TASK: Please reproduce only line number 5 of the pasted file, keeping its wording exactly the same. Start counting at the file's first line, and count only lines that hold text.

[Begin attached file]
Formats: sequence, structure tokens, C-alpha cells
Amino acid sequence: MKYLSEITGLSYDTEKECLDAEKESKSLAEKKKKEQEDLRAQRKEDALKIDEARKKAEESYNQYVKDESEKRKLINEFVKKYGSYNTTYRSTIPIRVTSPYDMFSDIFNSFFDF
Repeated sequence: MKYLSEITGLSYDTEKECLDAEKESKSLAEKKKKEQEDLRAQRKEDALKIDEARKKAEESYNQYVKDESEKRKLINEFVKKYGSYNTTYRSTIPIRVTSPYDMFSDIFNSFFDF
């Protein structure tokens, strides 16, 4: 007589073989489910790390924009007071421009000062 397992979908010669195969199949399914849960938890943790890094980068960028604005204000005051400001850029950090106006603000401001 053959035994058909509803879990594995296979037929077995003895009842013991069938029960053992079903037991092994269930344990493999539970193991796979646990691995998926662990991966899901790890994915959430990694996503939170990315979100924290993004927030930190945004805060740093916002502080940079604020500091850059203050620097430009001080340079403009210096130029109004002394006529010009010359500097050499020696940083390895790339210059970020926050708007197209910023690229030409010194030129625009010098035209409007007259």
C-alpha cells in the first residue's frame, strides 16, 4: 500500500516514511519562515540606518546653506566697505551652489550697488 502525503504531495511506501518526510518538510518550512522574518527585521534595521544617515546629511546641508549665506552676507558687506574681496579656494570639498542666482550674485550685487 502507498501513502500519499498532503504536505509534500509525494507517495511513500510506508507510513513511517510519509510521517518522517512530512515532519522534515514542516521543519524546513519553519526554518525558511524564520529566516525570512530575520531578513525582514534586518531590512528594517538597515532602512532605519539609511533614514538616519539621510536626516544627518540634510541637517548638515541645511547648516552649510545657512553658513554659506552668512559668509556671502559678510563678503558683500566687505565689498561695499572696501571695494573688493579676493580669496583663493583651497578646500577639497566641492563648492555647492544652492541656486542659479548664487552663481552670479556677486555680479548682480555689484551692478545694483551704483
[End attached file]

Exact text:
C-alpha cells in the first residue's frame, strides 16, 4: 500500500516514511519562515540606518546653506566697505551652489550697488 502525503504531495511506501518526510518538510518550512522574518527585521534595521544617515546629511546641508549665506552676507558687506574681496579656494570639498542666482550674485550685487 502507498501513502500519499498532503504536505509534500509525494507517495511513500510506508507510513513511517510519509510521517518522517512530512515532519522534515514542516521543519524546513519553519526554518525558511524564520529566516525570512530575520531578513525582514534586518531590512528594517538597515532602512532605519539609511533614514538616519539621510536626516544627518540634510541637517548638515541645511547648516552649510545657512553658513554659506552668512559668509556671502559678510563678503558683500566687505565689498561695499572696501571695494573688493579676493580669496583663493583651497578646500577639497566641492563648492555647492544652492541656486542659479548664487552663481552670479556677486555680479548682480555689484551692478545694483551704483